Day of the Dead (1985) **
D: George A. Romero
C: Lori Cardille, Terry Alexander, Joseph Pilato, Jarlath Conroy, Anthony Dileo Jr., Richard Liberty, Sherman Howard
Plot Synopsis: The living dead regroup above while humans (Lori Cardille, Terry Alexander, Joseph Pilato) sweat it out below in a Florida missile silo.
Review: In 1968, George A. Romero directed Night of the Living Dead, a film that set the standard for zombie films that followed. In 1979, Romero followed Night of the Living Dead with Dawn of the Dead, a film that used zombies as a catalyst to show how consumerism is turning good, hard working people into brain dead zombies. Dawn also toyed with our emotions by making zombies frightening, silly, heroic and even forgotten. And now, in 1985, Romero has decided to unleash more zombies upon the movie going public with Day of the Dead.
The film starts out stylishly enough with an opening sequence that descends upon a post apocalyptic world. Trash is thrown all over the place. The streets are empty. Buildings have been ravaged. There's no sign of life anywhere. It's an eerie scene. From there, a group of characters lock themselves in an underground bunker. Some of the characters include military officers, a scientist and even a zombie that's being experimented on. That's when things begin to fall apart.
The tension & claustrophobia that was evoked in the farm house setting of Night of the Living Dead is long gone. Romero fails to bring life to this underground bunker setting in the way that he brought life to a shopping mall in Dawn of the Dead. There's a few shoot outs. There's a few zombie attacks, but all the good stuff is saved for the finale. Instead, most of the running time is spent on characters arguing with one another about their overall predicament. This grows tedious rather quick as the good guys want to do one thing and the bad guys wanting to do the exact opposite. Once each side establishes their point of view, they argue with each other some more. Then after they argue about their point of view some more, they argue yet again and again ....and again. Well, you get the point.
You know you're in trouble when the most compelling character is a zombie! This zombie, that's being experimented on, has far more depth and emotional complexity then any other character on screen. We watch as this zombie moves past the point of just wanting to eat people. As a zombie, he has to re-learn everything that he was taught as a human. The zombie pokes and prods. He learns and develops a sense of curiosity out of his learning experiences. The zombie begins to develop feelings such as joy, sadness, frustration and anger. He even experiences the feeling of wanting revenge and he executes that revenge in an eye opening moment. The zombie has more substance then all the other characters combined. It's a shame that the zombie wasn't the main focus. I'm sure they could've created an intriguing, even philosophical film around this zombie, but, alas, they don't.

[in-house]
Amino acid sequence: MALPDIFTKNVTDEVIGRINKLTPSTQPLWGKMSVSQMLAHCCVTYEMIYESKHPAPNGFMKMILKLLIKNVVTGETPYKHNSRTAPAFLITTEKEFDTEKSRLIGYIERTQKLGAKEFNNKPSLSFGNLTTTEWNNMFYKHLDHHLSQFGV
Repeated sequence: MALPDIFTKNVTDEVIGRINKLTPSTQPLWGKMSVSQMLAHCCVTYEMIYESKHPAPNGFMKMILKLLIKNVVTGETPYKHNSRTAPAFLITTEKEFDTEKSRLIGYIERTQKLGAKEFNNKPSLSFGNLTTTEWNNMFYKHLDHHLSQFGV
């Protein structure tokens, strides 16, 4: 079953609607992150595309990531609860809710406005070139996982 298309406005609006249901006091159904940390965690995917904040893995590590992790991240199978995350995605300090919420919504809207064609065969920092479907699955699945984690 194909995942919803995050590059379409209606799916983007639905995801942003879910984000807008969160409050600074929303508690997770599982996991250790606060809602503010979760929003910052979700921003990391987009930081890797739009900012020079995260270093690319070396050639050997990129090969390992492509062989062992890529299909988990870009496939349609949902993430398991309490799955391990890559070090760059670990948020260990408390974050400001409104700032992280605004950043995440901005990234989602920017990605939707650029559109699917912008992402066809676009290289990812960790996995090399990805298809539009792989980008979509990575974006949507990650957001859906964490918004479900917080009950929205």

After the characters argue some more, Romero arrives at an arbitrary finale in which the zombies are able to penetrate the underground bunker. Even though the finale is, more or less, a given, Romero and special effects master Tom Savini pull out all the stops. People are devoured. They're ribbed limb for limb. All of this is brought to life in graphically gory detail. The finale is tantalizingly violent and serves as a showcase two fold. First, it shows Romero's ability to stage effective set pieces. Second, it shows Savini's impressive makeup skills as all of this carnage unfolds in one squirm inducing moment after another. It's all the more effective, because the special effects look realistic.
There are glimpses of greatness in Day of the Dead. The finale proves that, as do the special effects, the zombie character and the opening sequence. However, just as quickly as those glimpses of greatness appear, they just as quickly disappear. In between, the film meanders from one boring or repetitious scenario much like the zombies that occupy this production. [Not Rated] 100 minutes.
Review: Dawn of the Dead (1979)
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